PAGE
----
Current Pediatric Research

All submissions of the EM system will be redirected to Online Manuscript Submission System. Authors are requested to submit articles directly to Online Manuscript Submission System of respective journal.
Reach Us +44 1250400002

Research Article - Current Pediatric Research (2021) Pediatric Critical Care and Emergency Medicine

Botulinum toxin usefulness in the treatment of drooling in childhood

Carmen Marta Perez Cordero,Pedro Agudo Montore, Paola Diaz Borrego*

1Rehabilitation Department, Phoniatrics Unit, Virgen Macarena University Hospital, Seville, Spain

Corresponding Author:
Paola Diaz Borrego
 
Rehabilitation Department
 
Phoniatrics Unit. Virgen Macarena University Hospital
 
Seville, Spain
 
Tel: + 34650306768
 
Email: [email protected]

Accepted date: January 10th, 2021

Visit for more related articles at Current Pediatric Research

Abstract

Sialorrhea is defined as the involuntary excess of saliva in the mouth that exceeds the lip margin. This is not due to excessive saliva production but also to an alteration in the process of oral secretions that occurs mostly in people with neurological damage. Among the pathologies that can be treated with sialorrhea are Parkinson's disease, cerebral palsy, stroke, amyotrophic lateral sclerosis or facial paralysis, among others. It is a disabling symptom which, although sometimes is unnoticed and not always recorded, can lead to significant medical problems. Complications include the appearance of cavities, persistent cough, difficulty in eating, dermatitis, skin infections due to Candida Albicans or Staphylococcus Aureus cause d by persistent humidity, and even recurrent pneumonia and aspiration. Furthermore, it has been proved that it harms the patient social life, causing alterations in speech and diminishing their quality of life, sometimes even leading to social isolation. For the therapeutic management of sialorrhoea, there are currently different treatment alternatives. Oral motor training is postulated as a type of conservative therapy that, although it does not completely stop sialorrhoea, can reduce its clinical severity. Functional management is considered to be beneficial especially when is performed concomitantly with other types of treatment. However, these techniques has limited evidence and requires a capacity for understanding and patient participation that is not possible in all cases Pharmacological treatments, such as anticholinergics (glycopyrrolate or atropine), are the most widely used drugs, due to their mechanism of action: they block the parasympathetic innervation of the salivary glands. However, the reduction of side effects such as tachycardia, confusion, or urinary retention after taking this medication is not negligible. Other invasive techniques include radiotherapy of the salivary glands or surgery to remove the glands, ligation of the duct, or neurotomy of the tympanic nerve. This type of treatment, as it obtains irreversible results, is usually carried out when all other therapies fail. Currently, botulinum toxin is one of the most commonly used therapeutic procedures for the treatment of sialorrhea. Although its aesthetic use has historically been the best known, in recent years its therapeutic use has been consolidated by being introduced in numerous pathologies such as focal spasticity, dystonia or facial paralysis. It is a powerful neurotoxin, produced by the bacterium Clostridium, Botulinum, which reduces sialorrhoea by inhibiting the release of acetylcholine in the cholinergic neurosecretory junction of the salivary glands. The main objective of our study was to evaluate the efficacy of the treatment with botulinum toxin type A infiltrations under ultrasound control in children with sialorrhea treated at our Rehabilitation Unit between 2009 and 2019 and to analyse the factors associated with better results of the technique.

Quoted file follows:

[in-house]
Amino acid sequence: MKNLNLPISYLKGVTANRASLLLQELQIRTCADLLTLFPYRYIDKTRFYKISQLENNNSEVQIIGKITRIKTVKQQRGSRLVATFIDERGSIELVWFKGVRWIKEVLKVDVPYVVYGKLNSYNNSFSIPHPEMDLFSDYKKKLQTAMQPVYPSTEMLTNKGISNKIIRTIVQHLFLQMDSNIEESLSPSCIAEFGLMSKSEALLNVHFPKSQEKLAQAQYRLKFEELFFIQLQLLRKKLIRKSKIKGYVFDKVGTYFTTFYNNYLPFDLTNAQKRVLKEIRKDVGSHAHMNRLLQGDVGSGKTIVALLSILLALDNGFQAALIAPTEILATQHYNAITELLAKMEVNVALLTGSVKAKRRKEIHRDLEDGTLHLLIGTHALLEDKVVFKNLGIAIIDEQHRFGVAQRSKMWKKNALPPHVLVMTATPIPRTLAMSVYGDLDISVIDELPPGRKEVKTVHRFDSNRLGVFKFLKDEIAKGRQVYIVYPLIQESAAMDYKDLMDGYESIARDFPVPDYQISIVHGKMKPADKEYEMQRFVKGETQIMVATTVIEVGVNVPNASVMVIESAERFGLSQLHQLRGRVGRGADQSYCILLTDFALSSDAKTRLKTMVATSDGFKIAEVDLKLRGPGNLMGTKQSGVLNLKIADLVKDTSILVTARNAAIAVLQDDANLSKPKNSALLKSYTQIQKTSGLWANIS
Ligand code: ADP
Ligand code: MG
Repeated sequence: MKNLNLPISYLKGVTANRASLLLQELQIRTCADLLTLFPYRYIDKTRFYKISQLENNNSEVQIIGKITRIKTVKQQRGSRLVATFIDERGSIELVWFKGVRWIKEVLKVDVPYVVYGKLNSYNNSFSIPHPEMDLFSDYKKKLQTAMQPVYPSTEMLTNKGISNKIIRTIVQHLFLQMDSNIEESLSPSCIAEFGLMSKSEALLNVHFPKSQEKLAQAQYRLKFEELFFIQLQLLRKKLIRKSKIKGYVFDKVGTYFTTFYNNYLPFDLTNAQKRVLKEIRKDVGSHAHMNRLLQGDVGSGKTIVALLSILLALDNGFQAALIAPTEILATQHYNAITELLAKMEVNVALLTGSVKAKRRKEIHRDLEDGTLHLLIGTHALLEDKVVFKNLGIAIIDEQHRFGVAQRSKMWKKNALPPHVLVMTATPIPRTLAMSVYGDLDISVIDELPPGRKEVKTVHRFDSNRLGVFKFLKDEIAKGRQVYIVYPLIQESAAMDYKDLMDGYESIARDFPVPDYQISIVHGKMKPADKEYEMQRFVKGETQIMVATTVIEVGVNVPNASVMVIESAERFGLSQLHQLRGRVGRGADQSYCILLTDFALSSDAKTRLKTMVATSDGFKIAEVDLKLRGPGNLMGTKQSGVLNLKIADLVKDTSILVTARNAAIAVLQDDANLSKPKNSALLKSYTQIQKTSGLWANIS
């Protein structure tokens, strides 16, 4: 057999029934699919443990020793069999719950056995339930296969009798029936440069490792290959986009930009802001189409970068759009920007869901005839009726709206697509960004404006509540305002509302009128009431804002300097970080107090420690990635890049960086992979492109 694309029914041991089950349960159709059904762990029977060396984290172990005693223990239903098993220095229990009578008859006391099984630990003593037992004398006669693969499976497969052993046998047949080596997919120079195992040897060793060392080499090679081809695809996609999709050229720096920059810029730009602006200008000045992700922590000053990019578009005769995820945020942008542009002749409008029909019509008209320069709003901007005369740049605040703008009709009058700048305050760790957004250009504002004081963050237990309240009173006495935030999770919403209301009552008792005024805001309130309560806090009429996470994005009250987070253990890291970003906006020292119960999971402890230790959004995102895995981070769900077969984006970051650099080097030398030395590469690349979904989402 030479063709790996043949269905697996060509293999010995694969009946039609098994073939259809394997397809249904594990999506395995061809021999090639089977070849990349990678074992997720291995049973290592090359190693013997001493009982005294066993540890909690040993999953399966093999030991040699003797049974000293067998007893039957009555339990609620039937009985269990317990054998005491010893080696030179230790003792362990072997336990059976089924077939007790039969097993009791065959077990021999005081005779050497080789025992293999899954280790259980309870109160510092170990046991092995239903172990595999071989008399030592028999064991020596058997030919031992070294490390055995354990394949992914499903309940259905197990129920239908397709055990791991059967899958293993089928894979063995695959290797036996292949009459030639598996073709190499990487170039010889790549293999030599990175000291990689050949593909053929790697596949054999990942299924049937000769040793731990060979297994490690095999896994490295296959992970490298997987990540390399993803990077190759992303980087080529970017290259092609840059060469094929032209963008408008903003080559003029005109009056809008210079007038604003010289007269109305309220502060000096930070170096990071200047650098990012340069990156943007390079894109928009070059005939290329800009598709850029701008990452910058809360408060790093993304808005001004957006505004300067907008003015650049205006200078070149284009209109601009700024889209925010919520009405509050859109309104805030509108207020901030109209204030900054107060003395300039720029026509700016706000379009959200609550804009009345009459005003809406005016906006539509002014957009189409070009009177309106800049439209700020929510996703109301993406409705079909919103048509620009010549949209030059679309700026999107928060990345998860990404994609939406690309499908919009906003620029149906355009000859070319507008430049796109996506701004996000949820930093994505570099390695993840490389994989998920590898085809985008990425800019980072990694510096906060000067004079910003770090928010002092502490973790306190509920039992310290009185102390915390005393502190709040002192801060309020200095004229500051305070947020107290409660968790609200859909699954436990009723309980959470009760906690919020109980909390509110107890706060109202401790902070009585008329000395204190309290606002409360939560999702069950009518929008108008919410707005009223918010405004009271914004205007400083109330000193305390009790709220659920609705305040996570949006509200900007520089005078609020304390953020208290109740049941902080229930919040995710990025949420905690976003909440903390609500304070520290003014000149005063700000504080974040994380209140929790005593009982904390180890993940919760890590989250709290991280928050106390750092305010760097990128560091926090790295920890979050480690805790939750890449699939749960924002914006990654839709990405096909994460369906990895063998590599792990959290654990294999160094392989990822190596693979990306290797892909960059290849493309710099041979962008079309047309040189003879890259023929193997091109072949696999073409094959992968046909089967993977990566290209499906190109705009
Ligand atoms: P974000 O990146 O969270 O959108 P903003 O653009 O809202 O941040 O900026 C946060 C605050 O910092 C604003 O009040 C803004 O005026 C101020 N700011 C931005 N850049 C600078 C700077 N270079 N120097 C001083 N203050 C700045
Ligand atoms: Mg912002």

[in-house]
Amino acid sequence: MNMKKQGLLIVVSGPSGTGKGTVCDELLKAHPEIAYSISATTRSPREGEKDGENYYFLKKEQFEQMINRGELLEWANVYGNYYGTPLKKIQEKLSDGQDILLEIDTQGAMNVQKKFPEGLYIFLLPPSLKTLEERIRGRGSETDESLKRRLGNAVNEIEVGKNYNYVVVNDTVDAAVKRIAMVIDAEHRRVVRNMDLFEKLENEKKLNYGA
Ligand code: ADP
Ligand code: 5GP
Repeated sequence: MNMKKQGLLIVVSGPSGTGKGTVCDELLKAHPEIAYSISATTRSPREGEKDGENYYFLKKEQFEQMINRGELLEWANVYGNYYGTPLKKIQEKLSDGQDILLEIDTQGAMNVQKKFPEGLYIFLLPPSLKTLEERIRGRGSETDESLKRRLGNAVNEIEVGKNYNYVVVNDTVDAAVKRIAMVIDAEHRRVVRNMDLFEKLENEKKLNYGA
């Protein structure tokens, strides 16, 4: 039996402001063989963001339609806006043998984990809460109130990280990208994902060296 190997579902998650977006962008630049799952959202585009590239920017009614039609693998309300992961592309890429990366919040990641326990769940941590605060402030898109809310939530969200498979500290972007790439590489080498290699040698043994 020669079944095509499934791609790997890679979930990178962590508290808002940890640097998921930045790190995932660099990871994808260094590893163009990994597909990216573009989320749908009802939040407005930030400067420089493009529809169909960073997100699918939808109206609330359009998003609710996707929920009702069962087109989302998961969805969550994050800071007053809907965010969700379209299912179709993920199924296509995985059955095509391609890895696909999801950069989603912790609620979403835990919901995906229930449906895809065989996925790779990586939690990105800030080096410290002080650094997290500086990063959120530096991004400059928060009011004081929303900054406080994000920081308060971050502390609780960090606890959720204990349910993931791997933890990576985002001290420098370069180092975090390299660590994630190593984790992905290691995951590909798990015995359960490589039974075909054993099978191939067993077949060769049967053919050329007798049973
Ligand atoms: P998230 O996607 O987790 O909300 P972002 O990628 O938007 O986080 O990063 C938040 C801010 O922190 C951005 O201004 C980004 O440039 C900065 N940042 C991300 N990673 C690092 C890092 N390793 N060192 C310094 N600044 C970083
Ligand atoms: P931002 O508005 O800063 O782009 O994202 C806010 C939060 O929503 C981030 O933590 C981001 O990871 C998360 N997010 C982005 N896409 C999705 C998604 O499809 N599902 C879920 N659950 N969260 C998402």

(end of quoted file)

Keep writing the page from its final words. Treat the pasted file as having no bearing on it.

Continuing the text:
Keywords

Sialorrhea, Botulinum.

Introduction

Sialorrhea is defined as the involuntary excess of saliva in the mouth that exceeds the lip margin. This is not due to excessive saliva production but also to an alteration in the process of oral secretions that occurs mostly in people with neurological damage. Among the pathologies that can be treated with sialorrhea is Parkinson's disease, cerebral palsy, stroke, amyotrophic lateral sclerosis or facial paralysis, among others [1].